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Prognosis WeakFor Sub Growth

Despite ending the third quarter on a
positive note, the troubles that brought the pay television sector
its worst first half in history this year haven’t gone away for
long, according to analysts.

The pay TV sector added 6,000 customers
in the third quarter, a big improvement over
the 382,000 subscribers it lost in the second
quarter of this year.

Improvements in cable video losses — cable
companies lost about 517,000 customers
in the third quarter, compared to a loss of
659,000 in the second quarter — and strong
performance from satellite and telco operators
pushed the sector back into the black in
the period.

Satellite subscribers increased by 216,000
in the period, all attributable to DirecTV,
which added 327,000 net new customers in
the span. Those gains off set the 111,000 net
subscribers lost by No. 2 satellite-TV company
Dish Network. Telco video providers Verizon
Communications and AT&T were a little
weaker over that timeframe, adding 307,000 new customers
versus 386,000 additions in the second quarter.

In a research report, Sanford Bernstein cable and satellite
analyst Craig Moffett wrote that while the quarter was an improvement
both over last year (when the sector lost 186,000
subscribers) and sequentially, there is no reason to break out
the party hats and noisemakers just yet.

Moffett noted that over the past 12 months the number of
pay TV subscribers has increased by 0.1%, down from an already
low 0.5% in 2010. For Moffett, that indicates that any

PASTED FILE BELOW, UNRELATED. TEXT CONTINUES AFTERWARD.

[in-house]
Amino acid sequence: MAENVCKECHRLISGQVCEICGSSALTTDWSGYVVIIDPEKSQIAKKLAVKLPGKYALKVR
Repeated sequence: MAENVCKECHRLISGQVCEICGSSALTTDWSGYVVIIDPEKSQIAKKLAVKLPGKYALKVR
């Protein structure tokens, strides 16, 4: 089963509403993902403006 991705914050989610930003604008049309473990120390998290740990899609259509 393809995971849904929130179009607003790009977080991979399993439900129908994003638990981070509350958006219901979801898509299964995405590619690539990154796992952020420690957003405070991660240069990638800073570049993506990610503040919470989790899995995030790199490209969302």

growth in one segment of the sector is basically coming from

“With meager growth of 0.1% year-over-year, the industry
is, more than ever, a zero-sum game,” Moffett wrote. “Subscriber
gains for one player means losses for another. And at a
time when video programming margins are relentlessly compressing,
subscriber growth is critical to the story.”

Wunderlich Securities media analyst Matt Harrigan said
the sector is slightly worse than a zero-sum game, assuming
housing formation a little above 0.1% even with older children
moving back with their parents, some slight cord-cutting and
involuntary churn from cash-strapped customers.

“Certainly, getting back to 2 million household formations
[annually] would change everything, but it’s hard to believe
that happens anytime soon,” Harrigan said.

Miler Tabak media analyst David Joyce pointed to
broader economic issues.

“It’s a zero-sum game at best for now, with unemployment
at about 9% and underemployment around
17%,” Joyce said. “Consumers are tapped out and will
be/have been cutting premium channels, [pay-perview],
[video-on-demand] and wireline phone before
they do their promotion hop.”

Joyce also was not optimistic that housing formation
would rebound soon.

In his report, Moffett wrote that satellite TV has
the most exposure to declines in video because of
its one-product offering. And telcos, which have
been aggressive in their video buildout, will likely
see a decline in video growth as their fiber builds
reach conclusion. Cable operators may fare better,
he wrote, because they have a robust broadband
product that is still growing.